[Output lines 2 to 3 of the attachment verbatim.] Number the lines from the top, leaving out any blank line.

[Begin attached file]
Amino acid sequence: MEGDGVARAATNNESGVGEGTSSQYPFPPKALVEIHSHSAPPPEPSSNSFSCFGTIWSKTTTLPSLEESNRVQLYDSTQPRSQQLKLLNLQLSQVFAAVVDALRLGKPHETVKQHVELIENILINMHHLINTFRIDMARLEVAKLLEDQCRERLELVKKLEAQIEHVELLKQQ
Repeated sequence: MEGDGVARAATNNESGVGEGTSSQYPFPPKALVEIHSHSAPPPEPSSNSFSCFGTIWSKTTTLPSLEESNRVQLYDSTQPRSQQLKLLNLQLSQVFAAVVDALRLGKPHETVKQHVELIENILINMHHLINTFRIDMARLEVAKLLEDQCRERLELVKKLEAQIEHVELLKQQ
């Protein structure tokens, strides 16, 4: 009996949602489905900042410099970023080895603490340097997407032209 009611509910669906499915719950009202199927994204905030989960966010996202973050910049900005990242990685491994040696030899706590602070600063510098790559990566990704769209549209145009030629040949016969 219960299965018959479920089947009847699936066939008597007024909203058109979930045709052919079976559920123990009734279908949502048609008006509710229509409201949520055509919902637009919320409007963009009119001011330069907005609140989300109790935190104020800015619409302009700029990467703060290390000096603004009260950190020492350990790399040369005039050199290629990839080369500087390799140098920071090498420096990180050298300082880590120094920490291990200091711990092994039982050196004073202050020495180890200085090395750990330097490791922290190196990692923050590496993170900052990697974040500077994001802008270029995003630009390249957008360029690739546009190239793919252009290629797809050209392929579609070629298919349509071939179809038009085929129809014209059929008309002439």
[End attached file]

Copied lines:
Repeated sequence: MEGDGVARAATNNESGVGEGTSSQYPFPPKALVEIHSHSAPPPEPSSNSFSCFGTIWSKTTTLPSLEESNRVQLYDSTQPRSQQLKLLNLQLSQVFAAVVDALRLGKPHETVKQHVELIENILINMHHLINTFRIDMARLEVAKLLEDQCRERLELVKKLEAQIEHVELLKQQ
């Protein structure tokens, strides 16, 4: 009996949602489905900042410099970023080895603490340097997407032209 009611509910669906499915719950009202199927994204905030989960966010996202973050910049900005990242990685491994040696030899706590602070600063510098790559990566990704769209549209145009030629040949016969 219960299965018959479920089947009847699936066939008597007024909203058109979930045709052919079976559920123990009734279908949502048609008006509710229509409201949520055509919902637009919320409007963009009119001011330069907005609140989300109790935190104020800015619409302009700029990467703060290390000096603004009260950190020492350990790399040369005039050199290629990839080369500087390799140098920071090498420096990180050298300082880590120094920490291990200091711990092994039982050196004073202050020495180890200085090395750990330097490791922290190196990692923050590496993170900052990697974040500077994001802008270029995003630009390249957008360029690739546009190239793919252009290629797809050209392929579609070629298919349509071939179809038009085929129809014209059929008309002439």